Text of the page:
THURSDAY, Aug. 6, 2020 (HealthDay News) -- Former First Lady Michelle Obama said Wednesday that she is suffering from "low-grade depression."
"I'm waking up in the middle of the night because I'm worrying about something or there's a heaviness," Obama said during her "The Michelle Obama Podcast." "I try to make sure I get a workout in, although there have been periods throughout this quarantine, where I just have felt too low."
It's a familiar feeling for many Americans. A U.S. Census Bureau survey found that 1 in 3 Americans are feeling the same, with symptoms of depression or anxiety. That is more than three times the rate seen in a survey done in 2019, CNN reported.
Obama also talked about race relations since the death of George Floyd. It's "exhausting" to be "waking up to yet another story of a Black man or a Black person somehow being dehumanized, or hurt, or killed, or falsely accused of something," she said.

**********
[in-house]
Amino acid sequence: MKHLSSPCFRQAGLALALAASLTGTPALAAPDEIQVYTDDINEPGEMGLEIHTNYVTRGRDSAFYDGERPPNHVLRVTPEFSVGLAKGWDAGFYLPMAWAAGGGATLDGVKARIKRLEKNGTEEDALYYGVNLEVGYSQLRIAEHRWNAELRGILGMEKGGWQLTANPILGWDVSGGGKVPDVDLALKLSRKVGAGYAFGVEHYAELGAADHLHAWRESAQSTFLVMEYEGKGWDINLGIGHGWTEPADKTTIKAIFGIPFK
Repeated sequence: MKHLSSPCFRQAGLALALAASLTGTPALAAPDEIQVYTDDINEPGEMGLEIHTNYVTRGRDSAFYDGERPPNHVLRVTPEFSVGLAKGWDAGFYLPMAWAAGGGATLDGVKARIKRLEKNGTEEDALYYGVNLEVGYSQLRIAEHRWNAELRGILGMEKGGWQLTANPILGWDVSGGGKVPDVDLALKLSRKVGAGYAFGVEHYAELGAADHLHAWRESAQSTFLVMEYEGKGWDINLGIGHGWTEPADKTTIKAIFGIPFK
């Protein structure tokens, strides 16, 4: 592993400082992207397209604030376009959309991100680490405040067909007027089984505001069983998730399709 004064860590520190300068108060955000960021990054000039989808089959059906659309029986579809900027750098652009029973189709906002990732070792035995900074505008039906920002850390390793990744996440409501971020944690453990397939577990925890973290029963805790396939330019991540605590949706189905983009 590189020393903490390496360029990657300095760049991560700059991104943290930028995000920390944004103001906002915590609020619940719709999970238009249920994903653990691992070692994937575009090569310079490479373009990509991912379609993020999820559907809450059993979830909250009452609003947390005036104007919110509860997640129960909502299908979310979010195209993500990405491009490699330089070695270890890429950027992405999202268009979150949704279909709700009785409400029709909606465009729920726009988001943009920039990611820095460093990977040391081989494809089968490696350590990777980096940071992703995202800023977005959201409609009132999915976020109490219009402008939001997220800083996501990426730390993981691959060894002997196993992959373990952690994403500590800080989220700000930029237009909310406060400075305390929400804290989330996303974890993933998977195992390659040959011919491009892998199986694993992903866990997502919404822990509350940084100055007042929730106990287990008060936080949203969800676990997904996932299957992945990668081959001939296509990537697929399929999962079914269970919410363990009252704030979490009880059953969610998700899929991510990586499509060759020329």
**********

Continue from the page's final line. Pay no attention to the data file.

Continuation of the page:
Obama added that she was frustrated with people who won't wear masks.
"There's almost like there's a limit to our sacrifice and it was about a month, and then we just got tired of the virus. That's been disheartening to see so many people who have grown tired of staying at home because the virus didn't impact them," she said.
"We've been through tough times in this nation" but, "we are in a unique moment in history … We are living through something that no one in our lifetimes has lived through," Obama noted.
One mental health expert appreciated Obama's candor.
"I applaud Michelle Obama for her leadership and courage in sharing the personal story of her depression," said Dr. Victor Fornari, a psychiatrist at Zucker Hillside Hospital in New York City. "Mrs. Obama is a powerful champion for positive social change. During these unprecedented times, heightened anxiety and depressed mood have been quite prevalent. The COVID-19 pandemic has been the source of enormous stress for everyone."
This, coupled with the racial injustice and the tragic death of George Floyd, "has unleashed an enormous outpouring of frustration and demand for racial equality and demand for change," Fornari said.
"Through the brave self-disclosures of prominent individuals like Mrs. Obama, it is hoped that others will seek care and not feel embarrassed or ashamed of their emotional struggles," he added. "This self-disclosure will help to reduce the stigma often associated with mental illness."
Visit the U.S. National Institute of Mental Health for more on depression.